Friday, March 28, 2014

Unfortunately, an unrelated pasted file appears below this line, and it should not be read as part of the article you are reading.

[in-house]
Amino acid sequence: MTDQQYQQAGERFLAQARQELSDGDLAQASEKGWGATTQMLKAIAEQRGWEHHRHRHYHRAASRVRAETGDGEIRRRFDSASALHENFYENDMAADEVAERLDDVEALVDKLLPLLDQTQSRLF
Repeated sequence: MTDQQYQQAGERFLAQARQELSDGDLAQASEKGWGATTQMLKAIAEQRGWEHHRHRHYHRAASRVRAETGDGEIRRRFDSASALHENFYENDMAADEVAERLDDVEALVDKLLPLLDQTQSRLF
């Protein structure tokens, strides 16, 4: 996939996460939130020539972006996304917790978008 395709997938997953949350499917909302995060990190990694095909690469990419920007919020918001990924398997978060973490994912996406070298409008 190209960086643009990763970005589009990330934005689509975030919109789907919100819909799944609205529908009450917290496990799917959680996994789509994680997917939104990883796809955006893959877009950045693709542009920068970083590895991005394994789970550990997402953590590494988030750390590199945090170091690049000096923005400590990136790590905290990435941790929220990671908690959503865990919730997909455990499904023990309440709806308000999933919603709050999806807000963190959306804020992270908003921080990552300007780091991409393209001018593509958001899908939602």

Films & Bhabendra Nath Saikia Utpal Datta A story of nature and humanity, rich in beauty and creativity, written on the screen by camera – that is my definition of a FILM. – B N Saikia It has been always the conventional idea that the film “Sandhyaraag” was the advent of Dr. Bhabendranath Saikia into the world of cinema, but on the contrary, that was only the beginning of his journey as a Film Director. He actually set foot into filmdom as an actor! Having essayed a role in the film “Sati Beula”, he marked his arrival into the world of Assamese cinema. But the underlying motive was not merely playing a role, but the lure of the mystical domain of cinema , the enigma , the ‘maya’ , were like magnets that drew this man into its stronghold . During this time he was a young student undergoing Post Graduation studies in the Presidency College, Calcutta ( now Kolkata ). He was intensely desirous of attending a film school, wherein he would be able to equip himself with adequate technical knowledge of cinema, and in particular his keen interest being Cinematography. Even while he went abroad for higher studies, he carried along with him his immense desire to study about cinema, but was not fortunate enough to make it happen. Later when he was working in the Sibsagar ( now Sivasagar) College, he penned down the script and assisted Parag Chaliha in the film “ Son Roop Neusi” , but all his dreams and aspirations were nipped at the bud as the film got shelved. Finally the day arrived when he took up the challenge of making “Sandhyaraag” in 1976. During the entire tenure of his days in the Presidency College and till the day he embarked into the making of “Sandhyaraag” – he had already carved a niche for himself as an eminent dramatist and novelist , having authored several landmark literary pieces, that won him great honour and accolades . In those days, he had little or aptly no connection with Assamese cinema , none of his writings conceded his allegiance and love for cinema, or the idea of ‘parallel’ cinema was yet unknown. Thus, mixed feelings of curiosity and apprehensiveness prevailed amidst the people when he announced the making of his first film. Everyone had one simple question in their minds- why does he want to make a film? He did not fit into the bracket who at that time were making films or were associated with films, so what was in his mind and why was he foraying into films , were the major issues of curiosity among the people. Was it because he intended to put across some inner feelings that resided deep in the recesses of his heart? But for that he was well equipped as a writer to express any such emotion, at minimum expense and effort , and thus why was he taking a huge risk knowing the mammoth expenditure that was associated with filmmaking ? This was a cause of widespread concern. It was , and to some extent is still , the general notion that a person without adequate resources of filmmaking or from a non- film background does not take up a risky gamble as that of making a film , until he is badly bitten by the film ‘bug’; and in all probability, Dr. Saikia was a prey to that very ‘bug’ ! His film obsession originated right since his youthful days , when on one occasion he went to the Nagaon cinema hall and watched the film “Shakuntala” ; he was deeply fascinated by this Hindi film which showed a magical and fantasy world of the fish that swallows the ring of the princess. During his days in Cotton College, he was a regular Hindi film enthusiast and an avid reader of the “ Film India”, a magazine that maintained a good dose of glam, glitz and gossip of Hindi filmdom. During his days as a student in Kolkata, despite that he was not actually in real contact or association with cinema, he expressed strong desire to study cinema, and even went to the extent of writing a story, inspired by the then box office hits, and present it before a Producer, Mr. Kashi Prasad Bihani . But when Dr. Saikia announced his own film later on , he was far away from the clutches of his youthful indulgence into flamboyant, commercial Hindi cinema. Thus, the most obvious question was- why the change? This change was the consequence of two major reasons –he was always clear on his subject and contents as a writer. It is easily derivable that his creative mind was gradually and imperceptibly maturing and further during his stay abroad, his creativity was undergoing transformation with great many innovative ways, where he was exposed to world cinema. Despite watching renowned films like “Wild Strawberries” by Ingmar Bergman and Satyajit Ray’s “Pather Panshali” , he was not out of the way impressed by them nor it moved him enough to be inspired by them. He opined , ‘I had watched a lot of films during my stay abroad, but they did not have much impact on me. These films only strengthened my experiences just as much as the Hindi films I had watched in my youth had done’. But one of those many films that had impact on him, impressed and inspired him was “The Roof” , which he dreamt of remaking someday. The making of the film was not technically very appealing to him, but the subject and contents that in its truest form depicted humane emotions , moved him immensely. The ‘bug’ of creativity that bit him so early in life upholds two major aspects of his life. He was the kind of person who always was indulgent and lenient to his creative mind . Since childhood he absorbed himself in the magic of the play of light and shade, spent sleepless nights engrossed in watching “Bhaonas” , enrolled in music lessons during his youth, engaged himself in art , associated himself with amateur drama during his days as a Professor , directed mime shows, produced radio programs – all these reflect his search for resources that would satiate the creative mind of his . Filmmaking , was perhaps the other aspect of this search to keep the restless creative genius within him content. The filmmaker in Dr. Saikia was but a subtle blend of himself as a writer and dramatist. Through his stories, Dr. Saikia portrayed the humane face of the middle class in our society, the manifold emotions of this class- their happiness or sadness, rights and wrongs, fulfillments and losses - all came through his lucid writings in a broad perspective , with a unique style that solely belonged to him. Thus his films like “ Sandhyaraag”, “Anirbaan”, “Agnisnan”, “Kolahol”, “Sarathi” and “Itixakh”, which were based on his own novels, did not fail to bear testimony to his unique style and expression of human emotions in the most purest form even on the big screen. For his films , “ Abartan” and “Kaalsandhya” and short film on Small Savings, he is to be given all credit for writing the script and making these come alive on screen. Another profoundly significant film that he made , “Darpaharan” was based on a story by Rabindranath Tagore . The films “Sandhyaraag” and “Anirbaan” were scripted almost wholly in a story- centric manner. In these films, he did not deviate away from the story, but from “Agnisnan” , he did not much adhere to his original novel but found new cinematic language to make greater impact on his audience. He did not deviate from his unique subtlety or lucidity , but there was a relentless assertiveness and hard-hitting element throughout the film. Though his original story “Antareep” did have an aspect of rebellion and instinctive anger , yet it kept itself very much within the confinements of conventionalism and was traditionally unadventurous . This anger and assertiveness was however not new to this person , who had expressed it quite clearly in his story “ BaaliBhuj ” , showing that as and when required he would strengthen his grip on the reins of tender emotions and instead accommodate hardheartedness. Though Dr. Bhabendranath Saikia experimented with the form of a couple of his stories , yet he did not meddle with the basic dimension and clarity of them. But in case of cinema, he strongly changed the expression and demeanor of his stories on the screen, soon after “Agnisnan”. Though the film “Sarathi” was based on his story “Foundation” , yet it was miles apart from the original simple content and definitely was served in a different cinematic platter with an entirely innovative but complex expression and style – which clearly evolved out of the critical analysis of the socio-economic dilemmas in our society. Generally, his stories are simpler forms, and such hard-hitting philosophies of life are not his way of expressing certain dilemmas as such. Once he had forayed into films, his affinity to story writing dwindled in comparison and filmmaking took priority as a form of nourishing and replenishing his restless creative mind. A significant aspect of Dr. Saikia’s films are the usage of simple language, uncompromisingly based on reality . This in fact was an outcome of his association with radio dramas. Such an aspect led to a great motivation for all actors working in his films, who found themselves at ease with the dialogues. This actually marked the advent of and revolutionized the concept of veracity in acting . The plots and expressions of his films became more complex , but the reality and truthfulness in the acting methods touched newer heights, such that not another filmmaker in the entire nation could successfully put forth such innovation in making the actors portray heart-felt reality in films . However, the craving for creative innovation, and to stride ahead of his time, was not reciprocated enough by his boldness . This maybe owing to his small town bred attitude ( being born and brought up in the town of Nagaon) or belonging to a family facing certain financial constrains . These feelings are very obvious in his compilation of stories called “ Ei Bondoror Abeli ” . These stories penned down with humour and a free spirit are his best creations , written in foreign soil and with a pseudonym ! Later, when the stories came to be accepted as very successful in the literary world, did he publish them in his real name. Thus, probably if he would have begun his filmmaking career with “Sarathi” in lieu of “Sandhyaraag”, he would have catapulted himself to unbelievable heights . Though world renowned critics like Derek Malcolm held him in high esteem, yet he was not given due respect and honour that he deserved from the Indian film fraternity. The major reason for this is because he is characteristically a restless creative persona . Being persistent or rather consistently striving to excel in any particular creative arena was as though against his very nature , thus finding great happiness by leaping from one form of creative expression to another. Thereby, films , which behind the screen , require tremendous financial management, perseverance and mental and emotional input, were overlooked in a sense by the maestro or in all probability, he was more indulgent to his restless mind. Or maybe the fortune fairies of filmdom did not smile upon him! Dr. Saikia’s maiden film “Sandhyaraag was a very extravagant one. Despite of it being not the typical or conventional form of mainstream cinema, yet it was commercially successful . But films that he went on to make later on, though won accolades widely, yet were not as much commercial success as his first film. This situation dates back to the time of “Agnisnan” . The film “Kolahol” never saw a commercial release in the state. The way he had related to the readers of his stories and novels, was not to be seen with his film audience and this led to his dwindling interest in filmmaking. And the final blow to his avid interest in making films was his failing health. In terms of box office success, he was no more a significant name right after his second venture. But his contribution to Assamese cinema, the revolution and innovation that ushered into Assamese films because of him, made him stand out as the maestro and first exemplary film persona. That a film speaks a global language , that it cannot be confined within the soil of its origin, that it opens doors for the money to flow back in for the investor, are points that were all flawlessly proved by him. And these contributions have been an inspiration to all the self made filmmakers who sought out to make their mark in the global arena as ‘Indian Filmmakers’. Filmmaking is as honorable as any other form of art is what he believed with heart and soul and has left this belief as a legacy for filmmakers of generation next. Translation from Assamese SIMI DEKA